John Elizabeth Stintzi

All Hearts Feed Horses

While the white horse and her rider gallop across the Earth we take the dog on a Sunday walk through the cemetery where even these century old stones are crowded with distance. Many pods of strangers are walking here today, avoiding one another, quietly smiling or averting their eyes as they pass. We, we too give every heartbeat the widest berths, take detours off the gravel paths and over burial plots, barely scanning the names of these other, dead strangers as we drink up spring and take photos to share on Insta. A young woman reads a book peacefully on a bench, a man lets his two dogs bound off-leash down the paths, and our dog pees on a tree half as old as this country. The sick, the dying, and the dead feel so far away, even here, having been for months now abstracted into dots along the exponential edge of the sickle. This month has felt like a decade, with life so suspended and quiet and hungry. The dog hasn’t been happier. Every dream I’ve had for a month has been banal but backdropped with the bridle, the muscled shoulder, the hand of the rider slowly nocking an arrow into his bow. As we walk, I don’t like to think how close the hospital is, how taxing the death toll will be, how pointless so many feel by being shackled to home. I don’t like to think about watching my downstairs neighbor carry up from his car a rice-cooker in one hand and a rifle in the other. What I think instead is that if I were to count every bone under these stones the number would seem both massive and so small at once. What I think is that the trees in the cemetery can still crack jokes to one another. What I think is that I hope this mausoleum of solitude will open up and we will be happy and nearby again. Or frustrated and nearby again. Just nearby again, please, without fear of stumbling in range of those hooves. What I think instead is that every horse stops for water sometime, that every horse’s skin shivers, every tail whips at gadflies. That even this white horse with this grim rider was once a foal, and was once nursed, and whinnied. That even Pestilence himself has a home somewhere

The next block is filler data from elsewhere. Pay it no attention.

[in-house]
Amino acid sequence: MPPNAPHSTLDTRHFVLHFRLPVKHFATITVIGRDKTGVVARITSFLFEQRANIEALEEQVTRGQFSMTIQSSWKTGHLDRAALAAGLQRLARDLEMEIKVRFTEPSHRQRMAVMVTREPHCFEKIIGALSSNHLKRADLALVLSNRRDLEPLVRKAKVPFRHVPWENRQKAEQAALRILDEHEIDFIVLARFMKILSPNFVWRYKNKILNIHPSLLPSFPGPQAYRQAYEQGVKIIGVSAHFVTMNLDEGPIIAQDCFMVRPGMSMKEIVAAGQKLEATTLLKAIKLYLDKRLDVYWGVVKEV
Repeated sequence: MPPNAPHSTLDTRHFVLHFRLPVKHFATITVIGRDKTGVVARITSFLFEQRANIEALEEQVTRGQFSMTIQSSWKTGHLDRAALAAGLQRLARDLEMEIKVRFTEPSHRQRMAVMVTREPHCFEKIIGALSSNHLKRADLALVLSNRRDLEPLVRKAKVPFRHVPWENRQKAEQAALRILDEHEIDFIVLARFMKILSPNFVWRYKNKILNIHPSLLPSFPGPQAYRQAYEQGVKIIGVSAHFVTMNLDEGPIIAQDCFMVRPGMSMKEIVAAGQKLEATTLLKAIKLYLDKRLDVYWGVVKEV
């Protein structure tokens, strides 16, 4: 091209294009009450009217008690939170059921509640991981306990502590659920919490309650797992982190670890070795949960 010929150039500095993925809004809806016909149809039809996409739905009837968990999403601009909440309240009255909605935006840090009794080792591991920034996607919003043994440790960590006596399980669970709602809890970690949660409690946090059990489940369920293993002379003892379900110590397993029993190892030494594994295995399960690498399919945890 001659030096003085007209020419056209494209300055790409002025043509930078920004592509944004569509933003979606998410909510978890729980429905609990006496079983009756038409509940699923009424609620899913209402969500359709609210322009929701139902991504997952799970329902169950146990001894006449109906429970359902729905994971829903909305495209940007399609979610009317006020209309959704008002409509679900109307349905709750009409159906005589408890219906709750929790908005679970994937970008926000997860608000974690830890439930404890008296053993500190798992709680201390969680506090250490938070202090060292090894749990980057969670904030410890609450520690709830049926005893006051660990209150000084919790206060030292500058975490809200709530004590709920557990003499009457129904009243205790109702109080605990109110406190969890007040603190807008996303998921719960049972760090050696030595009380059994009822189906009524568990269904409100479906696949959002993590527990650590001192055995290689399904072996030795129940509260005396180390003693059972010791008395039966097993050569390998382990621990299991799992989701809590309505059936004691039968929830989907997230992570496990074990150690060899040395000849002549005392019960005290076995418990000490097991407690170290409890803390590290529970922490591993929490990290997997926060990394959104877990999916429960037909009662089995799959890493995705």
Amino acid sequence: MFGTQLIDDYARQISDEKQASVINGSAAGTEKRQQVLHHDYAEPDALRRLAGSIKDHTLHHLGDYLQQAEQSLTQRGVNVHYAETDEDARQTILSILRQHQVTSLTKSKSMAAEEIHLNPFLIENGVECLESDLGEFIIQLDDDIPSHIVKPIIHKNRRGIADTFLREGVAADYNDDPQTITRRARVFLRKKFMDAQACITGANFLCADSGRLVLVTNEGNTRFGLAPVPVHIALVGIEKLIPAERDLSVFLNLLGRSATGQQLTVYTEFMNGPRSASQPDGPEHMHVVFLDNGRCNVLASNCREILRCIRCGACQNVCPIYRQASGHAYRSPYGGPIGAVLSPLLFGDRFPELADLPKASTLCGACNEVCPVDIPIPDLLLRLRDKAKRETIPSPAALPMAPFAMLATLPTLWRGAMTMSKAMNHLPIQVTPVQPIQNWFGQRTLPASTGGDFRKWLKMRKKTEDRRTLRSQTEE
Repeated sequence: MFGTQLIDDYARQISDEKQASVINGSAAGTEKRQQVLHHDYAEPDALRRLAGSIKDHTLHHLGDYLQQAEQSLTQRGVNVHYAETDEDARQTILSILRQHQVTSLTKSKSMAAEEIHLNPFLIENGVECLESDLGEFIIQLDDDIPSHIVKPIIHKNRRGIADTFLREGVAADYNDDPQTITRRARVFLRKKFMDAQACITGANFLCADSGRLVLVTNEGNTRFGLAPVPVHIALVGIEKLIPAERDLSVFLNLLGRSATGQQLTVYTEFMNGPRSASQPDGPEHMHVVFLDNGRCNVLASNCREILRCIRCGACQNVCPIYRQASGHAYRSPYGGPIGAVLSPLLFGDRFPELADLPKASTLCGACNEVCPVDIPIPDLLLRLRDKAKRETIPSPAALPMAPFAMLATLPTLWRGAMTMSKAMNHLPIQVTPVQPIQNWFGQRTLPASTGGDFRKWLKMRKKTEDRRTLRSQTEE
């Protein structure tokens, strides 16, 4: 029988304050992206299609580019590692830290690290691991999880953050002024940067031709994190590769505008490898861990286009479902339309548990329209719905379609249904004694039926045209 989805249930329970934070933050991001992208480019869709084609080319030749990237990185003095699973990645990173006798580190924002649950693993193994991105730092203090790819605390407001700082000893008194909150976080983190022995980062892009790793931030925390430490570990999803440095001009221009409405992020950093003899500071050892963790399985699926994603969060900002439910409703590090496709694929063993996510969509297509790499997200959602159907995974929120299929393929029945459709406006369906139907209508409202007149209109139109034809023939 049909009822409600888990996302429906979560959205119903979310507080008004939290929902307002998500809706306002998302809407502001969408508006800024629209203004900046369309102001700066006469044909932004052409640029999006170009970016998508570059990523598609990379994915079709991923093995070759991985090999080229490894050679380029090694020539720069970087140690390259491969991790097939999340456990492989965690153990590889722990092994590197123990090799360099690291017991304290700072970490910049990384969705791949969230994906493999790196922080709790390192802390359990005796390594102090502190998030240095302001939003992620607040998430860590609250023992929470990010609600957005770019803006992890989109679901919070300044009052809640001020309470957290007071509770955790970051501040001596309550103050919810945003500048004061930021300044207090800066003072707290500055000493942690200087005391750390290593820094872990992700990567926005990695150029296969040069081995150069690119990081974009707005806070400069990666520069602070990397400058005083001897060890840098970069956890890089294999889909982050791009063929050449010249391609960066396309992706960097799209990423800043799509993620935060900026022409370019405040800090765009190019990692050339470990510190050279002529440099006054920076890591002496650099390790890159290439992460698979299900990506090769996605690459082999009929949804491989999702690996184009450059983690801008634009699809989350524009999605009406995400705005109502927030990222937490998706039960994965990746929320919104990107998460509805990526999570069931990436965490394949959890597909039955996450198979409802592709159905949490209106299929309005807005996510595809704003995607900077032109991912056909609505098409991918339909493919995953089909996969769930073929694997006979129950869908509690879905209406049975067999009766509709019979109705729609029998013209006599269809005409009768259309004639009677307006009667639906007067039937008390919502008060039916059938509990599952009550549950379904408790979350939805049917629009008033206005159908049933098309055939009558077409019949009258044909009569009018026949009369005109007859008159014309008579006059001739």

Rusty Priske on “All Hearts Feed Horses”

While clearly a pandemic poem, this piece manages to embrace it while taking on the big issues around it, primarily those of life and death. What is it like when the pale rider seems constantly near? Can you laugh, as the trees do? Do you need to constantly assess where the nearest source of air might be?



John Elizabeth Stintzi is the recipient of the 2019 RBC Bronwen Wallace Award and the Sator New Works Award. Their writing has appeared in Ploughshares, The Malahat Review, Kenyon Review, Best Canadian Poetry, and others. They are the author of the novels My Volcano (2022) and Vanishing Monuments, as well as the poetry collection Junebat.

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